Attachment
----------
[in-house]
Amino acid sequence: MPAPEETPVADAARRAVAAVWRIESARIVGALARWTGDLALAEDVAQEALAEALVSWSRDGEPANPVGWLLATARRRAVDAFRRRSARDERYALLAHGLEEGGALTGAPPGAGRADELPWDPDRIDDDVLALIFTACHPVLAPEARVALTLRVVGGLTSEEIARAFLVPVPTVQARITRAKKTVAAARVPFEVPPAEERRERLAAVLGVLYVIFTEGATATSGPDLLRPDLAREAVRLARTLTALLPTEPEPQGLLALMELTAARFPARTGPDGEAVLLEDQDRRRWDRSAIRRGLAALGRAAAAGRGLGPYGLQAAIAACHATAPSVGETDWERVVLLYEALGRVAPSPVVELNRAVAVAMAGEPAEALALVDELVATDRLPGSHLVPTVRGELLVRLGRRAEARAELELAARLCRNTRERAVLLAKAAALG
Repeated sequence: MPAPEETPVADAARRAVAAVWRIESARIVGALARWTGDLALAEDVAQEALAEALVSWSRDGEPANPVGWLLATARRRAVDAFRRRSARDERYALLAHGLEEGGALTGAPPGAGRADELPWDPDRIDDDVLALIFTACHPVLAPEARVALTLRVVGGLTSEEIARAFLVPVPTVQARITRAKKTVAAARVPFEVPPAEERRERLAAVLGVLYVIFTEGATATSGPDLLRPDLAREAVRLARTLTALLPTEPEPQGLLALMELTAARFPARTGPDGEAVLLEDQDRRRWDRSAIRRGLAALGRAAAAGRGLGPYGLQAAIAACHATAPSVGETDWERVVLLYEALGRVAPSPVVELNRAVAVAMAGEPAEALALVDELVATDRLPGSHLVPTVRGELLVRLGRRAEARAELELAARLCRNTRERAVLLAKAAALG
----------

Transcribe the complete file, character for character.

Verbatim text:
[in-house]
Amino acid sequence: MPAPEETPVADAARRAVAAVWRIESARIVGALARWTGDLALAEDVAQEALAEALVSWSRDGEPANPVGWLLATARRRAVDAFRRRSARDERYALLAHGLEEGGALTGAPPGAGRADELPWDPDRIDDDVLALIFTACHPVLAPEARVALTLRVVGGLTSEEIARAFLVPVPTVQARITRAKKTVAAARVPFEVPPAEERRERLAAVLGVLYVIFTEGATATSGPDLLRPDLAREAVRLARTLTALLPTEPEPQGLLALMELTAARFPARTGPDGEAVLLEDQDRRRWDRSAIRRGLAALGRAAAAGRGLGPYGLQAAIAACHATAPSVGETDWERVVLLYEALGRVAPSPVVELNRAVAVAMAGEPAEALALVDELVATDRLPGSHLVPTVRGELLVRLGRRAEARAELELAARLCRNTRERAVLLAKAAALG
Repeated sequence: MPAPEETPVADAARRAVAAVWRIESARIVGALARWTGDLALAEDVAQEALAEALVSWSRDGEPANPVGWLLATARRRAVDAFRRRSARDERYALLAHGLEEGGALTGAPPGAGRADELPWDPDRIDDDVLALIFTACHPVLAPEARVALTLRVVGGLTSEEIARAFLVPVPTVQARITRAKKTVAAARVPFEVPPAEERRERLAAVLGVLYVIFTEGATATSGPDLLRPDLAREAVRLARTLTALLPTEPEPQGLLALMELTAARFPARTGPDGEAVLLEDQDRRRWDRSAIRRGLAALGRAAAAGRGLGPYGLQAAIAACHATAPSVGETDWERVVLLYEALGRVAPSPVVELNRAVAVAMAGEPAEALALVDELVATDRLPGSHLVPTVRGELLVRLGRRAEARAELELAARLCRNTRERAVLLAKAAALG